And that's all it shows. Different boards produce different FFTs. Big whoop. The problem is that the tonewood fanatics use it to prove that the tonewood myth is true. It doesn't show that in the least. Show me a way to map an FFT into a species of wood in that controlled experiment, and I'll say there's been progress to proving the tonewood myth. That said, identifying the species of wood in a controlled experiment like that is still a long way from saying that specific species of wood consistently and predictably produce specific tones in a finished electric guitar that are identifiable to a listener.
    My point exactly. Arguing in favor of the tonewood myth is like arguing that Chevron-branded gas produced in a Chevron plant produces a noticeable decrease in your commute time over the Chevron-branded gas produced in a Shell plant. Or that you can identify a car that used U.S. Steel over one that used imported steel as it drives by.

    Yes, with a priori knowledge that different woods are being used, people notice a difference in tone. But to claim that wood species produces a uniform, identifiable difference to a listener is a stretch.

    One classic example is the single-blind test of Stradivarius violins. They had a team of TRAINED LISTENERS listen to eight (four Stradivarius and four modern) violins and attempt to identify the Stradivarius. The success rate was 50%. Not only was the success rate equal to random guesses across the violins, but there was as many false positives as false negatives for each violin. There was not even one violin that was universally identified correctly or incorrectly.
     
    Last edited: Aug 10, 2017
    stevexc likes this.
  11. ElRay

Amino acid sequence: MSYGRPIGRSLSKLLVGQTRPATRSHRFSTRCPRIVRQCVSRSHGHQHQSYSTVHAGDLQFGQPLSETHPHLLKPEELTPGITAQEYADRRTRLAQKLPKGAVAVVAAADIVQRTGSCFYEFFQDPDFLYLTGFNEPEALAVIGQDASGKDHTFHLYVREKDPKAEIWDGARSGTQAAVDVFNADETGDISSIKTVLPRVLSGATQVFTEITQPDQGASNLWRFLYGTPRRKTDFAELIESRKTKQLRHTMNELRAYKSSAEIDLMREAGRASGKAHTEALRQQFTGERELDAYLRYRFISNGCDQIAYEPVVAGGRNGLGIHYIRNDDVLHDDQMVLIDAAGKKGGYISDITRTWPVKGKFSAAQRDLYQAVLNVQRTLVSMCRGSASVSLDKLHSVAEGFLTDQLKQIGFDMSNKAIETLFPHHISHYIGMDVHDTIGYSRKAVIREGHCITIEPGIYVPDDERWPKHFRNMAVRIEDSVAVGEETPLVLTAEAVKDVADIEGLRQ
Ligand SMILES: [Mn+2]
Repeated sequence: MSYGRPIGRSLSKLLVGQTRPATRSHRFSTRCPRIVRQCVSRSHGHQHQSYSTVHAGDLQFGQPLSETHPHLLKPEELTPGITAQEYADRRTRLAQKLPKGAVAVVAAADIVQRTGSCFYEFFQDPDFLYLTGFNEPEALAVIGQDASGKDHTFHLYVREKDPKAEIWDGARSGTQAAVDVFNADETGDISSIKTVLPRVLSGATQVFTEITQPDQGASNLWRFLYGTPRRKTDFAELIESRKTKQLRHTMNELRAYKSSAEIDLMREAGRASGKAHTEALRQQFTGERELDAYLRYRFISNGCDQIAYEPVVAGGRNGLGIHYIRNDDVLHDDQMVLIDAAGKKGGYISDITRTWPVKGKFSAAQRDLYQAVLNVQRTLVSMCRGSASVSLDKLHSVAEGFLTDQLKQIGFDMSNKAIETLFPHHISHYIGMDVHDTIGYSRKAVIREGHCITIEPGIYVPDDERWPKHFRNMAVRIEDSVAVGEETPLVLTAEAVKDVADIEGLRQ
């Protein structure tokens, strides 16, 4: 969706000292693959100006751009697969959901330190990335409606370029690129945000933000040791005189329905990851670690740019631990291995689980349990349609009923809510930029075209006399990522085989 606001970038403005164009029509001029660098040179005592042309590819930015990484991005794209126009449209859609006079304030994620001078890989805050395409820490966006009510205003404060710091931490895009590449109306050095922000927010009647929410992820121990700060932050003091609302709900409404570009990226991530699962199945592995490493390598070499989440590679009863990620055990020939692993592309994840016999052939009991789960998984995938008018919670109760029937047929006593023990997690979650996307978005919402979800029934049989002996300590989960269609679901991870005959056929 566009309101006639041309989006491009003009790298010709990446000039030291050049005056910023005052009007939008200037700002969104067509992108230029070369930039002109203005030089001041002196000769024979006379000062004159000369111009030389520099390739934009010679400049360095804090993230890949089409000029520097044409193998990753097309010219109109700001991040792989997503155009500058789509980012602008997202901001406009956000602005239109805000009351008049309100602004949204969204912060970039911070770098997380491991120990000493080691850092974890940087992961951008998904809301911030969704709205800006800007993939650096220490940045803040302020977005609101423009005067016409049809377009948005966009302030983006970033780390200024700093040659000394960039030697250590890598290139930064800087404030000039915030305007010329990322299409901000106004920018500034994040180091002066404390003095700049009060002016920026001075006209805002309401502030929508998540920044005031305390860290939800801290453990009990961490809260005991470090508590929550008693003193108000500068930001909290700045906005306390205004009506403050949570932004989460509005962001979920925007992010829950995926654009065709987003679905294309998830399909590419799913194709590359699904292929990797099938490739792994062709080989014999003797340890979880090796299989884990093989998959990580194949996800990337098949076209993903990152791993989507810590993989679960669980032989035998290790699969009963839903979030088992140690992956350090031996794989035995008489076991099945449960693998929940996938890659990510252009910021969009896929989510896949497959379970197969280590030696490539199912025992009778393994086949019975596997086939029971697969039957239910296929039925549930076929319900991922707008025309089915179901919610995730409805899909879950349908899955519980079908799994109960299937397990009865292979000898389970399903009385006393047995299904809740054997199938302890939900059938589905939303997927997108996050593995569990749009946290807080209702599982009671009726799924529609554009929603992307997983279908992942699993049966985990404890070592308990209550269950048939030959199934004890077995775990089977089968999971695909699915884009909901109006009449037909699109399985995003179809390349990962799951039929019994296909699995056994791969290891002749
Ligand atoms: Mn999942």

ElRay Mostly Harmless

    Messages:
    3,139
    Likes Received:
    399
    Joined:
    Nov 6, 2006
    Location:
    NoIL
    "Sampling rate only needs to be twice the highest frequency you want to record."

    The worst distortion of what the Nyquist Frequency really represents.

    The sampling rate needs to be twice the frequency of the highest frequency PRESENT in the signal to avoid aliasing (production of frequencies that are NOT present in the original signal), but if you low-pass and then sample at twice the highest frequency passed, you'll only get two samples per cycle of your highest frequency, and if the samples are out of phase, you'll face attenuation too boot. In fact, if you hit all the zero crossings, it can appear that there is no signal at that frequency when there actually is a large signal component.
     
  12. marcwormjim

    marcwormjim SS.org Regular

    Messages:
    1,151
    Likes Received:
    238
    Joined:
    Jan 15, 2015
    Location:
    Not here
    I appreciate what you're doing, but fear your understanding is wasted on their belief. No matter how convoluted the mental gymnastics of the tardwood rebuttal, it's only going to amount to "nuh-uh!" I don't know that there's any fighting that.
     
  13. bostjan

    bostjan MicroMetal Contributor

    Messages:
    12,276
    Likes Received:
    683
    Joined:
    Dec 7, 2005
    Location:
    St. Johnsbury, VT USA
    I think the main problem lies in the limited understanding of the term.

    The term "tonewood" refers to the concept that certain species resonate with different characteristics, making some species more suitable for a pleasing tone from a certain type of instrument than others.

    The predicate of the term is certainly true. Some might argue that it is not, but the experimental results posted here strongly support that idea, and the idea is firmly ingrained in our discussions here already.